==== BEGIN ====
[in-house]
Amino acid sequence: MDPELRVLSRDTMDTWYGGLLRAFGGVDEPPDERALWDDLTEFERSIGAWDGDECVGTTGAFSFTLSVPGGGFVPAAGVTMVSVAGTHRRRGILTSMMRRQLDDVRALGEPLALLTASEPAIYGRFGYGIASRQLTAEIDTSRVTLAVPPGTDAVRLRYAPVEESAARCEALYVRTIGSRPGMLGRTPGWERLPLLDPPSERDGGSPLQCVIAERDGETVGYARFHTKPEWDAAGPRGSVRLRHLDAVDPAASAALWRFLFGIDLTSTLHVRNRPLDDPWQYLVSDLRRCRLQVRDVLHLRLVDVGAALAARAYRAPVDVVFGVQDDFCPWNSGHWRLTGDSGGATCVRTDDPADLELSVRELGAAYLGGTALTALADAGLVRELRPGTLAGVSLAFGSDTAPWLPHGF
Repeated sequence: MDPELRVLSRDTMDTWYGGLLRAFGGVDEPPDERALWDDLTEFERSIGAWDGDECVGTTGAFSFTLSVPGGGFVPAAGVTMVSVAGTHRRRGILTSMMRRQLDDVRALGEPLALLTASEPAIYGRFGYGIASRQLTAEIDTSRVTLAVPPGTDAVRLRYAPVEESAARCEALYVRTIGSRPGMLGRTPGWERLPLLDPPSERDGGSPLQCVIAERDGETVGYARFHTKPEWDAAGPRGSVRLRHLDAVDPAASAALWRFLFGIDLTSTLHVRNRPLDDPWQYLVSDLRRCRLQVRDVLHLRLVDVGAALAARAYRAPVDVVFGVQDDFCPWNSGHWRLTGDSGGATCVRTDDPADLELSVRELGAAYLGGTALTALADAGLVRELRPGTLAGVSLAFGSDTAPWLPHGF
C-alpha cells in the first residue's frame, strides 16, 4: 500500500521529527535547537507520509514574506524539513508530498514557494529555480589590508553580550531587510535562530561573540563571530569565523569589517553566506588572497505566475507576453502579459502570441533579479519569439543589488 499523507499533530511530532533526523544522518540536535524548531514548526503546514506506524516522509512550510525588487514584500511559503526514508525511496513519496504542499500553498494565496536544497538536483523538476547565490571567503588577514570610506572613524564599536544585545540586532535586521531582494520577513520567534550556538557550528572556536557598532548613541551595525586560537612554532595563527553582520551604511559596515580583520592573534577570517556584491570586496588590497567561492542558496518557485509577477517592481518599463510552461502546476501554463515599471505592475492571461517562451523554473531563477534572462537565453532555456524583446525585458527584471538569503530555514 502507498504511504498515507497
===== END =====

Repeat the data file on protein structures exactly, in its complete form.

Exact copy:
[in-house]
Amino acid sequence: MDPELRVLSRDTMDTWYGGLLRAFGGVDEPPDERALWDDLTEFERSIGAWDGDECVGTTGAFSFTLSVPGGGFVPAAGVTMVSVAGTHRRRGILTSMMRRQLDDVRALGEPLALLTASEPAIYGRFGYGIASRQLTAEIDTSRVTLAVPPGTDAVRLRYAPVEESAARCEALYVRTIGSRPGMLGRTPGWERLPLLDPPSERDGGSPLQCVIAERDGETVGYARFHTKPEWDAAGPRGSVRLRHLDAVDPAASAALWRFLFGIDLTSTLHVRNRPLDDPWQYLVSDLRRCRLQVRDVLHLRLVDVGAALAARAYRAPVDVVFGVQDDFCPWNSGHWRLTGDSGGATCVRTDDPADLELSVRELGAAYLGGTALTALADAGLVRELRPGTLAGVSLAFGSDTAPWLPHGF
Repeated sequence: MDPELRVLSRDTMDTWYGGLLRAFGGVDEPPDERALWDDLTEFERSIGAWDGDECVGTTGAFSFTLSVPGGGFVPAAGVTMVSVAGTHRRRGILTSMMRRQLDDVRALGEPLALLTASEPAIYGRFGYGIASRQLTAEIDTSRVTLAVPPGTDAVRLRYAPVEESAARCEALYVRTIGSRPGMLGRTPGWERLPLLDPPSERDGGSPLQCVIAERDGETVGYARFHTKPEWDAAGPRGSVRLRHLDAVDPAASAALWRFLFGIDLTSTLHVRNRPLDDPWQYLVSDLRRCRLQVRDVLHLRLVDVGAALAARAYRAPVDVVFGVQDDFCPWNSGHWRLTGDSGGATCVRTDDPADLELSVRELGAAYLGGTALTALADAGLVRELRPGTLAGVSLAFGSDTAPWLPHGF
C-alpha cells in the first residue's frame, strides 16, 4: 500500500521529527535547537507520509514574506524539513508530498514557494529555480589590508553580550531587510535562530561573540563571530569565523569589517553566506588572497505566475507576453502579459502570441533579479519569439543589488 499523507499533530511530532533526523544522518540536535524548531514548526503546514506506524516522509512550510525588487514584500511559503526514508525511496513519496504542499500553498494565496536544497538536483523538476547565490571567503588577514570610506572613524564599536544585545540586532535586521531582494520577513520567534550556538557550528572556536557598532548613541551595525586560537612554532595563527553582520551604511559596515580583520592573534577570517556584491570586496588590497567561492542558496518557485509577477517592481518599463510552461502546476501554463515599471505592475492571461517562451523554473531563477534572462537565453532555456524583446525585458527584471538569503530555514 502507498504511504498515507497